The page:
A district judge on Thursday ruled that there will be one trial for all four former Minneapolis police officers charged in connection to the death of George Floyd, and that the trial will stay in the city.
The ruling came after defense attorneys filed a motion to move the trial away from Minneapolis. They argued that defense witnesses may be hesitant to testify knowing that they might be subject to “rioting, assaults, and dox attacks,” citing alleged physical harassment and assault on one of the former officers and his attorney by an unruly crowd outside Hennepin County Courthouse. They also requested that their clients be tried separately, so that evidence against one officer wouldn’t affect another’s right to a fair trial.
Hennepin County Judge Peter Cahill denied the motion to change the venue, but said he will revisit that decision if necessary, according to The Associated Press.
Cahill also ruled that all four former officers will stand trial together, saying the complications of separate trials were too great and that trying the officers together would “ensure that the jury understands … all of the evidence and the complete picture of Floyd’s death.”
In October, Cahill dropped a third-degree murder charge against Derek Chauvin, the former officer who appeared in a video pressing his knee against Floyd’s neck during an arrest. Chauvin still faces charges of second-degree murder and second-degree manslaughter in Floyd’s death, an incident that sparked violent protests and riots across the nation in the following months.
Chauvin, who was released on a $1 million bond in October, would face up to 40 years in prison if convicted of second-degree murder.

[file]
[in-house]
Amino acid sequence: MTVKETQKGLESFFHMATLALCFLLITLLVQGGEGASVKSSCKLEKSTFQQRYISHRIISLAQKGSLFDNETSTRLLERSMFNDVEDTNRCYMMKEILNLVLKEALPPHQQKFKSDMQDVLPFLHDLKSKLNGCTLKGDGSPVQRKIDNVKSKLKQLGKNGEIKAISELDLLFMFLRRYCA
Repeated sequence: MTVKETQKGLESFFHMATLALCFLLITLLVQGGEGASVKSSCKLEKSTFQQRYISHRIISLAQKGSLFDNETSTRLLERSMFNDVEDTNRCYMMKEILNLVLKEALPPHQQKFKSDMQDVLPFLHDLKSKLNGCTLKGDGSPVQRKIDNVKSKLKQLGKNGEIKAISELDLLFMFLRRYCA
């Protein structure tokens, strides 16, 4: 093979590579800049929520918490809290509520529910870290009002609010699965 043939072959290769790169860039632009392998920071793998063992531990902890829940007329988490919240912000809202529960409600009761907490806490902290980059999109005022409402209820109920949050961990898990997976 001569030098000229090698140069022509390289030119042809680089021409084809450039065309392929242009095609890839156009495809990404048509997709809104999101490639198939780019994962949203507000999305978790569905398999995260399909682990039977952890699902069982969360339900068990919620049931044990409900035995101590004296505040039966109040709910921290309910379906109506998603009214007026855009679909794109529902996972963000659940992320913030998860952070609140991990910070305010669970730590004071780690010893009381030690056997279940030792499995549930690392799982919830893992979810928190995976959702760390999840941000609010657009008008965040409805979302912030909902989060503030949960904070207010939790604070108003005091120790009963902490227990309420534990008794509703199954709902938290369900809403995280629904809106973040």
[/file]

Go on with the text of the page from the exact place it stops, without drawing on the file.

Three other former officers, Thomas Lane, J. Alexander Kueng, and Tou Thao, were charged with aiding and abetting second-degree murder and aiding and abetting second-degree manslaughter.
In a June report (pdf), Hennepin County Medical Examiner’s Office found Floyd had a fatal level of fentanyl in his system, but listed the man’s cause of death as “cardiopulmonary arrest complicating law enforcement subdual, restraint, and neck compression,” with his manner of death listed as homicide.
Earl Gray, the attorney for former officer Lane, alleged that Floyd had contributed to his own death by consuming a lethal dose of fentanyl.
“All he had to do is sit in the police car, like every other defendant who is initially arrested. While attempting to avoid his arrest, all by himself, Mr. Floyd overdosed on fentanyl,” Gray wrote in a court filing, reported Fox News 9. “Given his intoxication level, breathing would have been difficult at best. Mr. Floyd’s intentional failure to obey commands, coupled with his overdosing, contributed to his own death.”